Imágenes de páginas
PDF

An Attempf to determine the Controversy about the Construction Qf MACTE, and the Etymology of EQUIDEM.

G. I. Vossius says in his work De Vitiis Sermonis et Glossematis I.atino- barbaris, Libri ix. Amstelodami 1695. p. 412.: “ Macte Regina, vel vtror, filiave, non dixi ro, quia macte est vocativus a mactus, quod est contractus ex mage auctus, sive mace ; nam veteres pro G utebantur C, ut liquet ex Columna Duilliana, et Vett. Gramm.: macta esset dicendum αγαλόγως, sed exemplo veterum destitutus, malim et illis abstinere.” I Ie writes thus in the Etymologicon Latinæ Linguæ : Macte esto pro mactus, h. e. cumulatus, auctusque ; vocandi casus more Attico ponitur pro recto, quomodo apud Tibullum legas,

Huc remias hodierne,

pro hodiernus, et apud Persium Sat. III.

Stemmate quod Thusco ramum millesime ducis,

Cemusoremve tuum vel quod traheute salutus, pro millesimus, et trabeatus.” In the Aristarchus L. III. c. 47. p. 204., he writes thus: “ Denique et vocandi casus μονόττωτα inducunt, quale aiunt esse macte, atqui rectus ejus est mactus: ut ostendit Servius in Ix. Aen. his verbis, Quoties tus, aut vinum, super victimam fundebatur, dicebant, Mactus est taurus vino, vel ture, h. e. cumulata est hostia, et magis aucta : macte ergo pro mactus esto, vocativum pro nominativo posuit Maro, ut Persius Sat. 1 1 1. v. 28.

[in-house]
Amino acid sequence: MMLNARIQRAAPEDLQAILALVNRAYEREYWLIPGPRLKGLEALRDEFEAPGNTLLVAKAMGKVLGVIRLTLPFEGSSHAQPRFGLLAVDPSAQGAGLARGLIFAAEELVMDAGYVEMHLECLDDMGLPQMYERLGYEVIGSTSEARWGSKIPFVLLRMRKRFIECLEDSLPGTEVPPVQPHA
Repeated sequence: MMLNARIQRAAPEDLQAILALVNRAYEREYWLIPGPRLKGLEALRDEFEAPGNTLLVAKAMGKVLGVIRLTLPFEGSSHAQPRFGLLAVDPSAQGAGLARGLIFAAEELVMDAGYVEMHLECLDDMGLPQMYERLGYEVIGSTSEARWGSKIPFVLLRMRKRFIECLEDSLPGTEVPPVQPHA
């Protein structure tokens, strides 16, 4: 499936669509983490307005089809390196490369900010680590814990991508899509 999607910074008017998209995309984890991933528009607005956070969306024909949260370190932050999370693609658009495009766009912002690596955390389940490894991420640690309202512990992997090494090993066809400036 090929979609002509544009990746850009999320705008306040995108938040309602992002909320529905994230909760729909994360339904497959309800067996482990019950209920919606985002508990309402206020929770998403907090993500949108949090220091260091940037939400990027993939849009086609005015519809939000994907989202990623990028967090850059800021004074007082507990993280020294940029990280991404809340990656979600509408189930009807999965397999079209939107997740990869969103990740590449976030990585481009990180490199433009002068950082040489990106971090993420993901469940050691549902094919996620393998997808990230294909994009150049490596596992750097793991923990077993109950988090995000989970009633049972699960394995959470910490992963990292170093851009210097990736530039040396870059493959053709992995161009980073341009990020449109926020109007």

Steminate quod Titsco ranum millesime ducis, .•

Censoremve tuum vel quod trabeate salutas : imo Livius usus putatur accusandi casu I.. II., ubi sic inducit Porsenam ad Mucium loquentem, Tu vero abi, inquit, in te magis, quam in ne, hostilia ausus : juberem mactum te virtute esse, si pro mea patria ista virtus staret ; ita enim legendum in- Spici/egiis docebat Palmerius, pro quo in vulgatis est, juberem macte virtute esse : ex cujus sententia, et mactus legi oportebit L. Iv. in verbis dictatoris ad Servium Ahalam, cum Sp. Melium obtruncasset, Mlactus virtute, inquit, C. Servili esto, liberata rep., ac monct idem Sailustium quoque dixisse macta munera, mactas partes, et mactum infortunio Chremem [I have not been able to find these in portaIit passages in Sallust]: equidem &τάχω : sane in Livii Codd. macte ubique constanter legitur, non mactus, vel mactum: ut vulgatus loquendi modus videatur, non quidem ratione justa, sed consuetudine tamen, obtinuisse, et certe, quod Servius ait macte poni pro mactus, id evidens est ex illo Horatii L. 1. Sat. 1 1,

Macte

Virtute esto, inquit, sententia dia Catonis :